The following history was written by Jane Zetty who did all of the research in order to nominate the Lake Toxaway United Methodist Church to be placed on the National Register of Historic Places.
Lake Toxaway Methodist Church, a simple Gothic Revival-style frame building dating from 1912, overlooks scenic Lake Toxaway in the Blue ridge Mountains of Transylvania County. Originally called Methodist Episcopal Church South, the building was erected by volunteer Methodist farmers using donated pine lumber and building supplies. The church, with its original weatherboard, Gothic-arched windows and six-sided belfry, is one of the most stylish and best preserved of the small group of historic churches of traditional frame construction surviving in this mountainous county. At the same time that the area was developing as a luxurious resort for wealthy industrialists, local farmers built this church with donated materials and volunteer labor on a lot given to them by Edward M. Jennings, the Pittsburgh developer who owned Lake Toxaway.
The year 1896 was a significant one for the people of the Toxaway district of Transylvania County, particularly the Methodist congregation who were descendants of German, Welsh, and Irish settlers who had come from Virginia in the 1700’s seeking land and relief from obligatory religious tithing. The Cherokee had moved west and men and corporations moved into western North Carolina, bringing with them the railroad, tanneries, lumber companies, and sawmills. In 1896 J. F. Hayes, of Newcastle, Pennsylvania, formed a group of stockholders whose purpose was “to build and develop fine resorts in Transylvania and Jackson counties,” and the name title the “Toxaway Company” was granted. From then until the present time, the Toxaway Company has been the predominant factor in the development of this area of Transylvania County.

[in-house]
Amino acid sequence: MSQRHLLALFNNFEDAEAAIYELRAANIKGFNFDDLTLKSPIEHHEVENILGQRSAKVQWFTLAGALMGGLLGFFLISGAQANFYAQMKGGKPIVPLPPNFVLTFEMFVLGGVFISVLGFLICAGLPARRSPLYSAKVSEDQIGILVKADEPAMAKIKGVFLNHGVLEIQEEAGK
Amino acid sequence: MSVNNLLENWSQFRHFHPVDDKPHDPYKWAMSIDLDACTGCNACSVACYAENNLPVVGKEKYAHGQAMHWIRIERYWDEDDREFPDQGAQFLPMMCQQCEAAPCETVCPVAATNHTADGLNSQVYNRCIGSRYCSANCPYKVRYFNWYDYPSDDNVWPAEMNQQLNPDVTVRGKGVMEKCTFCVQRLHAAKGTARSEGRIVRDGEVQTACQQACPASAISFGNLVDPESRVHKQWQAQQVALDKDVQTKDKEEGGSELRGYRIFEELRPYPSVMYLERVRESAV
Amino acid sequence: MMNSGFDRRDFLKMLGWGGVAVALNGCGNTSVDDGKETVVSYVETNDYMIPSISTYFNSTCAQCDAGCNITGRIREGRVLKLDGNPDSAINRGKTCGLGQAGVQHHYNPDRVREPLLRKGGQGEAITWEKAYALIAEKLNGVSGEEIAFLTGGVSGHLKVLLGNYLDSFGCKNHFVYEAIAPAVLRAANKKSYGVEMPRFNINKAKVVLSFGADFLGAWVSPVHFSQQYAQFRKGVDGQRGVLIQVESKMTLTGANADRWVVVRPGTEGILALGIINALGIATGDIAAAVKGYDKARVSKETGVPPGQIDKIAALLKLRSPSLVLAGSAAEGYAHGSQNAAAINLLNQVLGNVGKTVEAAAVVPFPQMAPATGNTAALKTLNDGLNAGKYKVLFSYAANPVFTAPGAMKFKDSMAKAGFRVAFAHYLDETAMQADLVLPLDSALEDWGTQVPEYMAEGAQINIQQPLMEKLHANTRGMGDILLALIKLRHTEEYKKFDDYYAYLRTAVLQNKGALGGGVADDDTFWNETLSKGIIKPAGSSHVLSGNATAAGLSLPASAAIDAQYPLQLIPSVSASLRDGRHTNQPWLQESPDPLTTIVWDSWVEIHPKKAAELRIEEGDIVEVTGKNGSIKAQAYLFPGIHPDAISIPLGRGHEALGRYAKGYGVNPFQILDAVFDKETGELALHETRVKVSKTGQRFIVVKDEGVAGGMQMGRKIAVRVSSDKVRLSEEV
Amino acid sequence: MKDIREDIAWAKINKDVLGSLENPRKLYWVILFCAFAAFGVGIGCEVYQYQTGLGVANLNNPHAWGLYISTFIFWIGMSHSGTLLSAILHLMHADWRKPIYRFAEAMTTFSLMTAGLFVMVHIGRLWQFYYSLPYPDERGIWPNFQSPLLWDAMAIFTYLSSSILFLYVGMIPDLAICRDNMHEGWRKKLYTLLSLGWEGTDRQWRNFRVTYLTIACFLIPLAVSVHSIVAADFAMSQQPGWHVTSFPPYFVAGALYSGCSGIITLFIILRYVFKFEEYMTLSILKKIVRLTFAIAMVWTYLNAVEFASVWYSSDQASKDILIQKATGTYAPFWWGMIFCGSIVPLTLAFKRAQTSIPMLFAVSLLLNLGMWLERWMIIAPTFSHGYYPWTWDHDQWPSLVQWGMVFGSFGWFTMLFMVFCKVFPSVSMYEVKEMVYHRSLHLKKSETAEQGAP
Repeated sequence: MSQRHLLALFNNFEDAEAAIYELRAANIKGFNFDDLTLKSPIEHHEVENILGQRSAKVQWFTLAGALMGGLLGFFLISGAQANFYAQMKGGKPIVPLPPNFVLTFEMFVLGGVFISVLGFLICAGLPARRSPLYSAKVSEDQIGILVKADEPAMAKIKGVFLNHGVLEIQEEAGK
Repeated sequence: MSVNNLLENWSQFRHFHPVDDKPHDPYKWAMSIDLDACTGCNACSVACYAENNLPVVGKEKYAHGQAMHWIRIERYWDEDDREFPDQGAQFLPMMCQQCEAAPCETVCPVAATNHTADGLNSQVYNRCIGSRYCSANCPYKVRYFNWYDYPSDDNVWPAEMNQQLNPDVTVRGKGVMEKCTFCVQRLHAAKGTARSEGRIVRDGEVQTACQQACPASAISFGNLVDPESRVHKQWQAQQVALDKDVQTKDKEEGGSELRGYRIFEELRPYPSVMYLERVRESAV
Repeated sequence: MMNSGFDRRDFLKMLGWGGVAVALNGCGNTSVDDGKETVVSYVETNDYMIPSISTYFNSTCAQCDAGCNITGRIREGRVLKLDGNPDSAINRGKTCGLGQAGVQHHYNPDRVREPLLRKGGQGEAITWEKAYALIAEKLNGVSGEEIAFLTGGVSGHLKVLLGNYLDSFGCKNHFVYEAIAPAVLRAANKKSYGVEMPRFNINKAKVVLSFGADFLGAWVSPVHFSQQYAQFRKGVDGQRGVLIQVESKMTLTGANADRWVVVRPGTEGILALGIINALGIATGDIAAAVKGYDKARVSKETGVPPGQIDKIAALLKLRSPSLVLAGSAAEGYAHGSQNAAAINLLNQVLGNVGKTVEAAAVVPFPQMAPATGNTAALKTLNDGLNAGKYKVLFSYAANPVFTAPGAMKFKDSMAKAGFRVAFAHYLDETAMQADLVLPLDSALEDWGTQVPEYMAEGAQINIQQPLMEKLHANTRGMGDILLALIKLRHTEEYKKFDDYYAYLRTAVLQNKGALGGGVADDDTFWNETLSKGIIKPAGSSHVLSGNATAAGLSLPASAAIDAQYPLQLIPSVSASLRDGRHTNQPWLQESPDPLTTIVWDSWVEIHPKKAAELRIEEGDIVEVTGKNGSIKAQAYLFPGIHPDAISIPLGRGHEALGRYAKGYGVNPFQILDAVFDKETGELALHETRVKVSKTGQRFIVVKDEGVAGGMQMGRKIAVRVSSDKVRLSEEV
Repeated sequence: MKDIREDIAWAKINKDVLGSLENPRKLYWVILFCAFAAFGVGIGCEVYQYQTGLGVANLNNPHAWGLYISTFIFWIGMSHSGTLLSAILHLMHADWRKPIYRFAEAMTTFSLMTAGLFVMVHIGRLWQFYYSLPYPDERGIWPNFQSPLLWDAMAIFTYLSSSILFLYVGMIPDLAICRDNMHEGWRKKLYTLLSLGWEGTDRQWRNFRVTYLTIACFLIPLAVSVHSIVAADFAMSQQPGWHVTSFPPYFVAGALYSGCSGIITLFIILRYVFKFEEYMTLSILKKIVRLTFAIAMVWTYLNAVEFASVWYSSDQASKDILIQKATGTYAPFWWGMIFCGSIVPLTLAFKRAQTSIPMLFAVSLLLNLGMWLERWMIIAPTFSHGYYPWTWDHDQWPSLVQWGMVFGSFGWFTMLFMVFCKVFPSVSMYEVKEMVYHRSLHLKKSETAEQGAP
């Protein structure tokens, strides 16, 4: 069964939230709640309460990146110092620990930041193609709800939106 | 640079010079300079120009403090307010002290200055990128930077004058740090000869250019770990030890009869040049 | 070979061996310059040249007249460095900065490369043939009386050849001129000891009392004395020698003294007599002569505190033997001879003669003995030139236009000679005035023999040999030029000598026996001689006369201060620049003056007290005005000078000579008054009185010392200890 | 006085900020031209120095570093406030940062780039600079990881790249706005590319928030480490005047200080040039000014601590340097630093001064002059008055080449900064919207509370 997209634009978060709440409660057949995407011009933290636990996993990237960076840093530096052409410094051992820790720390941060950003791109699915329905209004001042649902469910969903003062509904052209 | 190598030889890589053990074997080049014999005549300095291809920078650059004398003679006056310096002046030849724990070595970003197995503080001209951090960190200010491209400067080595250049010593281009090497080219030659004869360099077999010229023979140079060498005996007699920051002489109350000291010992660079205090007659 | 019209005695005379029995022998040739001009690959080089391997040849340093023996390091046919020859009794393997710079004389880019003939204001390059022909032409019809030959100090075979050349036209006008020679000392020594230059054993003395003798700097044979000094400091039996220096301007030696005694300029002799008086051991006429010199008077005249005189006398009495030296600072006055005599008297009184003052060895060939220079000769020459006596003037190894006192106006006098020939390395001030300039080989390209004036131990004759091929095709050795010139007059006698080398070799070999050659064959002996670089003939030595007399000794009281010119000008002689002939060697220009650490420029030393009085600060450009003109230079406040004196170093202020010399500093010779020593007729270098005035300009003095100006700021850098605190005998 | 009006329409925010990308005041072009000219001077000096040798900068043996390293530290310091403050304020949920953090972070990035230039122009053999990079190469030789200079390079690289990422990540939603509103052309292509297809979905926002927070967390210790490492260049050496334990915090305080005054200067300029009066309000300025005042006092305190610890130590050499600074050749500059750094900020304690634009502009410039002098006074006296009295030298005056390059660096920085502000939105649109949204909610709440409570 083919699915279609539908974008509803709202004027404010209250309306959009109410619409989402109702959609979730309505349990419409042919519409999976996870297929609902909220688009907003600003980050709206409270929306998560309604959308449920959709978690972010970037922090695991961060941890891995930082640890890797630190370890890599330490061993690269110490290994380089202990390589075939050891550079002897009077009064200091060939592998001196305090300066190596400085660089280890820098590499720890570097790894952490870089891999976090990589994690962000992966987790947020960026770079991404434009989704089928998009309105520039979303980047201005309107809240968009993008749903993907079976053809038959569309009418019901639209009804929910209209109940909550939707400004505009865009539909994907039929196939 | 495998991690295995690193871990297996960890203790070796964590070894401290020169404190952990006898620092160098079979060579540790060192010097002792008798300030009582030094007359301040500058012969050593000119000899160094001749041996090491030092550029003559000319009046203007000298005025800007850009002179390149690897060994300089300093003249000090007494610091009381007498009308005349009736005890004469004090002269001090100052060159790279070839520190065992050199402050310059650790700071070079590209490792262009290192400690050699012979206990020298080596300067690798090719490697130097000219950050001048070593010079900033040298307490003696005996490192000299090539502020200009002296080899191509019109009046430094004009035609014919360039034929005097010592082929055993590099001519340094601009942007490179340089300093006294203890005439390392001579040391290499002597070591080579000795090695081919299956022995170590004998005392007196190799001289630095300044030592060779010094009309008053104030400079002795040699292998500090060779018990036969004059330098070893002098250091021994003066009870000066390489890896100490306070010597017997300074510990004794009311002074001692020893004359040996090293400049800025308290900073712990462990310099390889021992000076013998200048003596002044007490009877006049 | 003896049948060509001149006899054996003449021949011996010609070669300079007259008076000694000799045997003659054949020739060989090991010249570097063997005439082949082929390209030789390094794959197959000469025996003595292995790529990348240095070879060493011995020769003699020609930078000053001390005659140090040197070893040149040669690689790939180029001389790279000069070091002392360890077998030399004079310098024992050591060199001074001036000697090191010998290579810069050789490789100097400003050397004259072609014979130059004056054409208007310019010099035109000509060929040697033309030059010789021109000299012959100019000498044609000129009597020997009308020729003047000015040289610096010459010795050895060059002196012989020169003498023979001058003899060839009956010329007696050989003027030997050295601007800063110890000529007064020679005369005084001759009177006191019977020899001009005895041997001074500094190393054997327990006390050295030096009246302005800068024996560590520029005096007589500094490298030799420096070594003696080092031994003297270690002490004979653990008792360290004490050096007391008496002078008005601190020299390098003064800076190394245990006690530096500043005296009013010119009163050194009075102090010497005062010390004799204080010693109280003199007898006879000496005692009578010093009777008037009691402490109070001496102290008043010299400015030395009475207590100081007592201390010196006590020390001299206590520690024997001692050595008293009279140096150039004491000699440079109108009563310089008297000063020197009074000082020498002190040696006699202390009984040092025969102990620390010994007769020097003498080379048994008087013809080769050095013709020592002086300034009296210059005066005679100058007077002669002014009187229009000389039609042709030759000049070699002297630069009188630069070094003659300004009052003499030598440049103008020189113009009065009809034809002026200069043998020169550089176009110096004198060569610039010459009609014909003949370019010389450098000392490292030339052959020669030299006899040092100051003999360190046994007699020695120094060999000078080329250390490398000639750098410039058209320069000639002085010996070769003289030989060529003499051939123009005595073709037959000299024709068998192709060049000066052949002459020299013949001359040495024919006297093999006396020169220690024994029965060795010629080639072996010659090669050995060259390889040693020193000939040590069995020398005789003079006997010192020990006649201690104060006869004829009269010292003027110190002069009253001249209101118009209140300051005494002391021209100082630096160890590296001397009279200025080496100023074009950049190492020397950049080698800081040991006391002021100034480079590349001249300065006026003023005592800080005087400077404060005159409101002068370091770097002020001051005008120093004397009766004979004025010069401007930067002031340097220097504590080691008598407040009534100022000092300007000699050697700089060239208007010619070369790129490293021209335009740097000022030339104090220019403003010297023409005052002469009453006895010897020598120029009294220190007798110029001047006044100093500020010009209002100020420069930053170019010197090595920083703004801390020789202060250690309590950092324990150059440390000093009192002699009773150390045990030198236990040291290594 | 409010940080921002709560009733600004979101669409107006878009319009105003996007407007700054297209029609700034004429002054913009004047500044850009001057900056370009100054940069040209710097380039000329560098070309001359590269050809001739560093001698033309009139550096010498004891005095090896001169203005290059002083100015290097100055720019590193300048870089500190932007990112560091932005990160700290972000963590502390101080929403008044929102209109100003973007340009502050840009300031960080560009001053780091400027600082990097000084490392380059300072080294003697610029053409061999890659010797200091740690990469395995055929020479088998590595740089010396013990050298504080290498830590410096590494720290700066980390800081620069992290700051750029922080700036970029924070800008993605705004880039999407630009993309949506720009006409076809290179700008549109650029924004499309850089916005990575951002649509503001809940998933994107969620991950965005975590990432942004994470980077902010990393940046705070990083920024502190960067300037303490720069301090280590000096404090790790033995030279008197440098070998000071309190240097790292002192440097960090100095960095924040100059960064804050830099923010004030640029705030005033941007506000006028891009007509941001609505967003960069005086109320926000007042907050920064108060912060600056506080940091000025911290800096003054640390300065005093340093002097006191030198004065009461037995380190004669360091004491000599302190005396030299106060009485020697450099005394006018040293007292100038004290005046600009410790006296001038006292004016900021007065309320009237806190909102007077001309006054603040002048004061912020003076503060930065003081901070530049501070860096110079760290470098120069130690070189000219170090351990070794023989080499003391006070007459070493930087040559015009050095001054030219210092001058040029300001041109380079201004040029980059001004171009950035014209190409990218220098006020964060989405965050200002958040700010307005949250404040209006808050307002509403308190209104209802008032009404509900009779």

At that time there were no church buildings in the area. Spiritual needs were met by itinerant preachers who arrived from time to time to perform marriages, christenings, and funerals and to conduct camp meetings at a site located about eight miles west of Rosman at the base of Toxaway and Cold mountains, encompassing the basin of the Toxaway River. The campsite was on the riverbank about one-half mile south of the church’s present location. In 1901, Jf. F. Hayes dammed the Toxaway River and flooded 540 acres of bottom land to create a resort lake. The Methodist camp meeting site disappeared beneath the waters of the new Lake Toxaway.